Does someone in your family have type 2 diabetes? In the Uintah Basin, 11.1% of our community has diabetes. Many more are at high risk of developing diabetes, a diagnosis of prediabetes. Our families are affected, from our roots to our branches.

Type 2 diabetes has a strong link to family history and lineage, and studies of twins have shown that genetics plays a very strong role in the development of type 2 diabetes. Yet it also depends on environmental factors. Lifestyle also influences the development of type 2 diabetes. Obesity tends to run in families, and families tend to have similar eating and exercise habits.

If you have a family history of type 2 diabetes, it may be difficult to figure out whether your diabetes is due to lifestyle factors or genetic susceptibility. Most likely it is due to both. However, don’t lose heart. Studies show that it is possible to delay or prevent type 2 diabetes by exercising and losing weight.

However, many people with prediabetes are unaware of their condition. Once individuals are aware that they have prediabetes and of their increased risk of developing diabetes and cardiovascular complications, they can make the necessary lifestyle changes to prevent or at least delay progression to type 2 diabetes.

Simple lifestyle changes, such as losing weight, eating more fruits and vegetables, and increasing physical activity, can reduce the risk of developing type 2 diabetes. Without making lifestyle changes, approximately half of individuals diagnosed with prediabetes progress to diabetes within ten years.
In order to help individuals and families find success in making these lifestyle changes, the TriCounty Health Department offers the Diabetes Prevention Program. This program is designed to reduce the risk of developing type 2 diabetes by a stunning 58 percent in adults at high risk for the disease.
“I’m so glad I joined this program so I can be there for my grandkids.” -Dave, 68, program participant. The importance of this desire cannot be overstated. Join us today at Sign up for our January 15, 2020 group launch. Take health matters in your own capable hands. Call 435-247-1168 to speak with a TriCounty Health Educator.



We are now at that time of year that air quality worsens. We have already seen some high ozone days.

Many of us believe that our vehicles do not need to meet an emissions standard. Mostly because we don’t have to get our vehicles emissions tested. 

It is illegal to alter the emissions on our vehicles. It is illegal to have a vehicle that smokes.

We have all seen the vehicles that smoke excessively or someone has programmed a vehicle to smoke intentionally.

Utah Code 41-6a-1626 (attached)

We will have a link for you to fill out an online report.

To report you will need:

  • Vehicle license plate number
  • Date and time observed
  • Vehicle location
  • Vehicle description

If we get a report we will send a letter to the registered owner explaining the law. If we get multiple reports we may require an emissions test. We can request that the DMV not register a vehicle until the problem is fixed. We can also fine them for the violation.

What we want is for everyone in Uintah, Duchesne, and Daggett Counties to be concerned about our air quality and realize how they are impacting the rest of the community.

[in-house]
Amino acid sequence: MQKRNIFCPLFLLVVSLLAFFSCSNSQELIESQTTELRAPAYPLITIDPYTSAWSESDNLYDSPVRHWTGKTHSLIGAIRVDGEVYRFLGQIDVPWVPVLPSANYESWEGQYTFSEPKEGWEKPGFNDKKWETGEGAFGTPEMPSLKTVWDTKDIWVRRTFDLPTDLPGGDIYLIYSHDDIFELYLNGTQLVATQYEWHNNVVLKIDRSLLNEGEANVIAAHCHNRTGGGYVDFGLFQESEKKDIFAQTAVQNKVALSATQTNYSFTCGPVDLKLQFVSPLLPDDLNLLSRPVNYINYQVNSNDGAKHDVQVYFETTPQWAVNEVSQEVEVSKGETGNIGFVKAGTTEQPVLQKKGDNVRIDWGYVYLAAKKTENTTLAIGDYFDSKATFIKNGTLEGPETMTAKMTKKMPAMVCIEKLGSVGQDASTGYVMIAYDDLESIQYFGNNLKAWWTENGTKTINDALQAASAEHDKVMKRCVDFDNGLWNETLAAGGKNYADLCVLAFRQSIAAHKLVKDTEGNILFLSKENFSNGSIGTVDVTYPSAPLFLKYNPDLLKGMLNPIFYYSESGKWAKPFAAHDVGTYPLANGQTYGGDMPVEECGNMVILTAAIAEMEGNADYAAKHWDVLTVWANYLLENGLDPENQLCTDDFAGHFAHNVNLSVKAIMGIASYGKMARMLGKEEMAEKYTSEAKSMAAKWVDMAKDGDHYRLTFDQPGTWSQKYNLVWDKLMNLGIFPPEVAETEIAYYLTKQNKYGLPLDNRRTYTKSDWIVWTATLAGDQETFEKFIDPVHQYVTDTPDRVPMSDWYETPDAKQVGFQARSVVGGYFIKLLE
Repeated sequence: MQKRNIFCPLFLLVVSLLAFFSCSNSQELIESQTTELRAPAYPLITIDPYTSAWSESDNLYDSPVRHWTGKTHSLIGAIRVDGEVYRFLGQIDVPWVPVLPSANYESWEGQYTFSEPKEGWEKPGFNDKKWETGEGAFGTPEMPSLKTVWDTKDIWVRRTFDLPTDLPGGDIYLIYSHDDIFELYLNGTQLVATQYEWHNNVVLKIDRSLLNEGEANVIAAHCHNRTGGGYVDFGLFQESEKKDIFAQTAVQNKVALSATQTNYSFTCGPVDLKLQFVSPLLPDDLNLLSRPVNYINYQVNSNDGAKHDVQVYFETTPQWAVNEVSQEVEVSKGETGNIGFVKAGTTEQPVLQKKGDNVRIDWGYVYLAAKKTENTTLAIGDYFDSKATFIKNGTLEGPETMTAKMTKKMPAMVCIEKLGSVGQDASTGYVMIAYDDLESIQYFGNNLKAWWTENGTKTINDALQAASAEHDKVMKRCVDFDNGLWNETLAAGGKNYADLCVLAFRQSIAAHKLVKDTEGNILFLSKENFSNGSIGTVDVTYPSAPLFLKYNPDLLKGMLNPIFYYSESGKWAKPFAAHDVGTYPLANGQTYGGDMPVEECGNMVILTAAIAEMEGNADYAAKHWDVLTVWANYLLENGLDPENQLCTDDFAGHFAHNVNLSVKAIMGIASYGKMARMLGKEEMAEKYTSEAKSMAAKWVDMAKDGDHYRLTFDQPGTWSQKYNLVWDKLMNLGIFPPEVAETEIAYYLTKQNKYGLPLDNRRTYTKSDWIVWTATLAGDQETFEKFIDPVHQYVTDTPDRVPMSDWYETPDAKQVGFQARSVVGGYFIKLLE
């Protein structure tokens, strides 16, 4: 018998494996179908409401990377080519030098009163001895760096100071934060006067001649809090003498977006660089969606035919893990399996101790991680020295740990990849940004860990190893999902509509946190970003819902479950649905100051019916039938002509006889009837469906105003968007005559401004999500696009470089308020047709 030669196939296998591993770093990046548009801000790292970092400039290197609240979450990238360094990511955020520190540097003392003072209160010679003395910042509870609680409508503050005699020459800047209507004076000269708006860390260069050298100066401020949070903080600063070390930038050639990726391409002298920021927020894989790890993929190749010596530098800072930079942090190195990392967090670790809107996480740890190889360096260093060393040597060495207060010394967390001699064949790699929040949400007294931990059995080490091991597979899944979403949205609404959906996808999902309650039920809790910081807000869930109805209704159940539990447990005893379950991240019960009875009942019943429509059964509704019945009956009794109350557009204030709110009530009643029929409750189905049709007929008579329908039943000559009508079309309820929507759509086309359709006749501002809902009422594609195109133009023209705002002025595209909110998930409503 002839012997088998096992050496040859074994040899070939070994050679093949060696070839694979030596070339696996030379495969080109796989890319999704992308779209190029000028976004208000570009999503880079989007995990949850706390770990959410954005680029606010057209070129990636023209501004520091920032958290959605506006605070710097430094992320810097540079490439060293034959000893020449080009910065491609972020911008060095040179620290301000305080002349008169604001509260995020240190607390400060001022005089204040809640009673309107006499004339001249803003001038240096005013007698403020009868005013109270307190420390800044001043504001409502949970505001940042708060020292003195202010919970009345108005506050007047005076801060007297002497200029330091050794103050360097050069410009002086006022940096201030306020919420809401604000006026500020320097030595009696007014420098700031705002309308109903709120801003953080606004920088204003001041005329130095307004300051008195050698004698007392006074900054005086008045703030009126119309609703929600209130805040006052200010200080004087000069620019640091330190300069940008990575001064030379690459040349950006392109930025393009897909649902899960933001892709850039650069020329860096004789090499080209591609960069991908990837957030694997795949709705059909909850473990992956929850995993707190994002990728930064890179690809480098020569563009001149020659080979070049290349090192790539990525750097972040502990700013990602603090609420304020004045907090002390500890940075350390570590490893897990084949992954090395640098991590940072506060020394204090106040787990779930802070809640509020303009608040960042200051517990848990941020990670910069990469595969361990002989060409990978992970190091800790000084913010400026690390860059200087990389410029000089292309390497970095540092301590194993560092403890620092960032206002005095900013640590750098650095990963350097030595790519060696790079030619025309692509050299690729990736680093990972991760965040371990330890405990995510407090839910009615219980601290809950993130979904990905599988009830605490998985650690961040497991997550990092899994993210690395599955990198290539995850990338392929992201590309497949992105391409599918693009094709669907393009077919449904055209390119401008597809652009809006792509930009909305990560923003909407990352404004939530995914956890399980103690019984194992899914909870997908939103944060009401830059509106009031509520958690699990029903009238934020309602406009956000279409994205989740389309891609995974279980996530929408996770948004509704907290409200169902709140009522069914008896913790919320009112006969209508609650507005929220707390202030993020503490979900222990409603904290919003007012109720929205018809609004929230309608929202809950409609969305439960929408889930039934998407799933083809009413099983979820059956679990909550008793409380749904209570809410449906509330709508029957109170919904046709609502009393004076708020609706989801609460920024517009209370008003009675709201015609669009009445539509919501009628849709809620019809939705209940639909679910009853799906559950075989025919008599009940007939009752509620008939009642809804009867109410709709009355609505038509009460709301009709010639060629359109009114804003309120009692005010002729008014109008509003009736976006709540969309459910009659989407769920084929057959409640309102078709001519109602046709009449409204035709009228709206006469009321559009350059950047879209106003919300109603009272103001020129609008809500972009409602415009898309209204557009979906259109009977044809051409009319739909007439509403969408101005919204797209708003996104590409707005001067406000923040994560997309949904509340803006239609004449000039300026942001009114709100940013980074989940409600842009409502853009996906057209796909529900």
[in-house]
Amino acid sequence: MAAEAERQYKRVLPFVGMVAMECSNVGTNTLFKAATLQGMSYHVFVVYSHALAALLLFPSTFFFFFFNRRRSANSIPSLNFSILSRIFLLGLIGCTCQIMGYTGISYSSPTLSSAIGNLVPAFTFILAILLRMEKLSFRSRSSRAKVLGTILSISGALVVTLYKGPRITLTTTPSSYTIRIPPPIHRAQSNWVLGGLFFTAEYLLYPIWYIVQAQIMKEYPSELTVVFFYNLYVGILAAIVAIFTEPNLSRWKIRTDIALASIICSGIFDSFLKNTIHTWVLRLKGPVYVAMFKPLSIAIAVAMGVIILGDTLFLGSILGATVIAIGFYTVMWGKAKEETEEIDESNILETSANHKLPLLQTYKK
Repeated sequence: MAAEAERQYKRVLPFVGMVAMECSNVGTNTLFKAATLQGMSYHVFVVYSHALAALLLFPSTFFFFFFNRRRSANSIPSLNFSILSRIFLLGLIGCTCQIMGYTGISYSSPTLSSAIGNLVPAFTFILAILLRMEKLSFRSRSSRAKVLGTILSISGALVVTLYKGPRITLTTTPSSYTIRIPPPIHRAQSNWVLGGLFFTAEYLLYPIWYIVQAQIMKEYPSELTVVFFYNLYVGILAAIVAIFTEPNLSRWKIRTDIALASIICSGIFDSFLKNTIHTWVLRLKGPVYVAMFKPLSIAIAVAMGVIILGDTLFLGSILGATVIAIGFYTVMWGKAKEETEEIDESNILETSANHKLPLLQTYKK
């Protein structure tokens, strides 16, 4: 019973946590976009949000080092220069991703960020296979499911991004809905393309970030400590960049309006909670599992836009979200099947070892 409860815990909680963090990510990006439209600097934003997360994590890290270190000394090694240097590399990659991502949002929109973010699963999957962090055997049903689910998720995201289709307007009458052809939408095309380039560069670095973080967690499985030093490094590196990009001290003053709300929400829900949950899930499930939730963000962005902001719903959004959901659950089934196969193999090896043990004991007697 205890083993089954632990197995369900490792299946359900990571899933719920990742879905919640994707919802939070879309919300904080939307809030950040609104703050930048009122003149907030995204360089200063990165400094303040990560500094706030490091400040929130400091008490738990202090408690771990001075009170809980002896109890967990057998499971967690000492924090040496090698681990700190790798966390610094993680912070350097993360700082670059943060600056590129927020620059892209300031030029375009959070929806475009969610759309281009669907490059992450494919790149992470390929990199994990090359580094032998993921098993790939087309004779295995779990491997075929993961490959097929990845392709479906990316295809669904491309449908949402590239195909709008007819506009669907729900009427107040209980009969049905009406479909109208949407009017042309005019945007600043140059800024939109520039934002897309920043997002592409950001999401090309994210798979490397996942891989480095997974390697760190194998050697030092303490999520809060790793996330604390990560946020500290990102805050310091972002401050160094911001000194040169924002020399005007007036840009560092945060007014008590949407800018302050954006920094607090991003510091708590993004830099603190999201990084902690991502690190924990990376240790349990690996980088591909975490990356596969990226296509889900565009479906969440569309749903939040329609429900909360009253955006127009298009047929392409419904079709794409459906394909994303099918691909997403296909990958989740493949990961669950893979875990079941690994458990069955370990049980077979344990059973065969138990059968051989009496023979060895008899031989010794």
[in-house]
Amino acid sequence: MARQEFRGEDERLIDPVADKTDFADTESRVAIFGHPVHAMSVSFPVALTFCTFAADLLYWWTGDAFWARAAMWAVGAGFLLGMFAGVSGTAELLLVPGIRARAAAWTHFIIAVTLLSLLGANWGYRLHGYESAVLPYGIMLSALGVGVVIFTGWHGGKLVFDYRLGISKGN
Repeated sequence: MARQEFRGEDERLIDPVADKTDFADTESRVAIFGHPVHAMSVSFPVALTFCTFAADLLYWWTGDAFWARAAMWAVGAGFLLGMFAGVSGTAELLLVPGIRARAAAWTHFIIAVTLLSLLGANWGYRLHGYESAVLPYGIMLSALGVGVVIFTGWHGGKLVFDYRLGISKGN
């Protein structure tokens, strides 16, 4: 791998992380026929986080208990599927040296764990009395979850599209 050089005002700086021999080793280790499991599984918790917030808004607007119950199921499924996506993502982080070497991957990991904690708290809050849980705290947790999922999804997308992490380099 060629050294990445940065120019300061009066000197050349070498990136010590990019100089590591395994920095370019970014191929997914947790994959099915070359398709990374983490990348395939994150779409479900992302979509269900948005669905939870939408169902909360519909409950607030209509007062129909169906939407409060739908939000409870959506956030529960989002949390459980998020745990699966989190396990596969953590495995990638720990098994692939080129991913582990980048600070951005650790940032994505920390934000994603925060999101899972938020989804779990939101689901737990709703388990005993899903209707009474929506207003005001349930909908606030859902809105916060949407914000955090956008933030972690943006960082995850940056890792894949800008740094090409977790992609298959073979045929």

Listen to this radio clip from an interview with Environmental Health Director, Darrin Brown:


Many of those resolutions include resolutions for improved health.


Holiday weight gain is a well-studied phenomenon, and researchers have found that people gain about a pound from November to January. That might not sound like much, and it certainly is less than people think they gain (about 5 pounds). But that extra pound lingers. In the same study, researchers found that people don’t tend to shed that winter weight by next year. After a few sugary Christmas seasons (plus the year’s other indulgent holidays, birthdays and anniversaries), those pounds add up.

What does this teach us?

Small steps in the wrong direction can eventually lead to bad health.  Conversely, small steps in the right directions can build individual health.  So when we think of “health related” new year’s resolutions we might want to think small.  After all, success breeds success and the chances of success with small goals is much greater than success with a large goal.

Nutrition Small Ideas:

  • Decrease soda consumption by one can a day = 16 lbs of weight loss in a year.
  • Just add one fruit or vegetable to your diet each day.
  • Change your mindset with food!
  • Don’t think of things as off limits!

Think of foods as “everyday” foods or “occasional” foods suggests Nutrition Advisor Alan Aragon, M.S.

That way, nothing is “bad” or off limits. (Research suggests that mindset may actually cause weight gain.)

If you want a scoop of ice cream, go ahead and enjoy it.

On the flip side, everyday foods are exactly as their name implies: foods that should be eaten every single day, such as vegetables, fruit, lean protein, fish, whole grains—you know the deal.

Physical Activity:

  • Start where you are!
  • Don’t over-do it!
  • Ease into a physical activity regiment by adding to your current state.  It doesn’t have to be big.
  • It doesn’t take much! You don’t have to be a professional athlete or spend all day at the gym to reap the benefits of physical activity
  • Choose something you enjoy!
  • What do you like doing?